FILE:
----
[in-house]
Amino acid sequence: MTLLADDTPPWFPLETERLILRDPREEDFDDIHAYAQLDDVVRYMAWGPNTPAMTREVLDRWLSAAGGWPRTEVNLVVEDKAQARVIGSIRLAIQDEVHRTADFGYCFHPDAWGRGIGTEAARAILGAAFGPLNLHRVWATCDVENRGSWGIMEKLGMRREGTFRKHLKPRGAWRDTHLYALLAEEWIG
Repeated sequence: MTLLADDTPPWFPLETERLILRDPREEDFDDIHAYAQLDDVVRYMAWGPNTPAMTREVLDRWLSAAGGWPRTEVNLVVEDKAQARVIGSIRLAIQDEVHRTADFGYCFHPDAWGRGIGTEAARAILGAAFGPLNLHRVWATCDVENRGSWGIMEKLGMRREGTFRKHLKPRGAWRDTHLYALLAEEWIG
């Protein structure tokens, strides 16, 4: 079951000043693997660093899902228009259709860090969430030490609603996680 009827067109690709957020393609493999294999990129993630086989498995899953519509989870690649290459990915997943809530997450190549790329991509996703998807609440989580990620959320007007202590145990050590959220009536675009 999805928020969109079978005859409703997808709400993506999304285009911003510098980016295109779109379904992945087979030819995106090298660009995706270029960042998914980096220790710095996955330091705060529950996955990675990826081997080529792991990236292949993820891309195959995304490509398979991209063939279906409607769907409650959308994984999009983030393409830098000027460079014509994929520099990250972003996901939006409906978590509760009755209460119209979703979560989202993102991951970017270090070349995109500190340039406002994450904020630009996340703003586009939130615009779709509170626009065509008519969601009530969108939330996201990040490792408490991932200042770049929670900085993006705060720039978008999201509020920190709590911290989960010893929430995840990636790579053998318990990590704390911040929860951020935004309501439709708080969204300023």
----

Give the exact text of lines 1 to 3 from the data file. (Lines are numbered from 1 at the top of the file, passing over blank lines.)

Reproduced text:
[in-house]
Amino acid sequence: MTLLADDTPPWFPLETERLILRDPREEDFDDIHAYAQLDDVVRYMAWGPNTPAMTREVLDRWLSAAGGWPRTEVNLVVEDKAQARVIGSIRLAIQDEVHRTADFGYCFHPDAWGRGIGTEAARAILGAAFGPLNLHRVWATCDVENRGSWGIMEKLGMRREGTFRKHLKPRGAWRDTHLYALLAEEWIG
Repeated sequence: MTLLADDTPPWFPLETERLILRDPREEDFDDIHAYAQLDDVVRYMAWGPNTPAMTREVLDRWLSAAGGWPRTEVNLVVEDKAQARVIGSIRLAIQDEVHRTADFGYCFHPDAWGRGIGTEAARAILGAAFGPLNLHRVWATCDVENRGSWGIMEKLGMRREGTFRKHLKPRGAWRDTHLYALLAEEWIG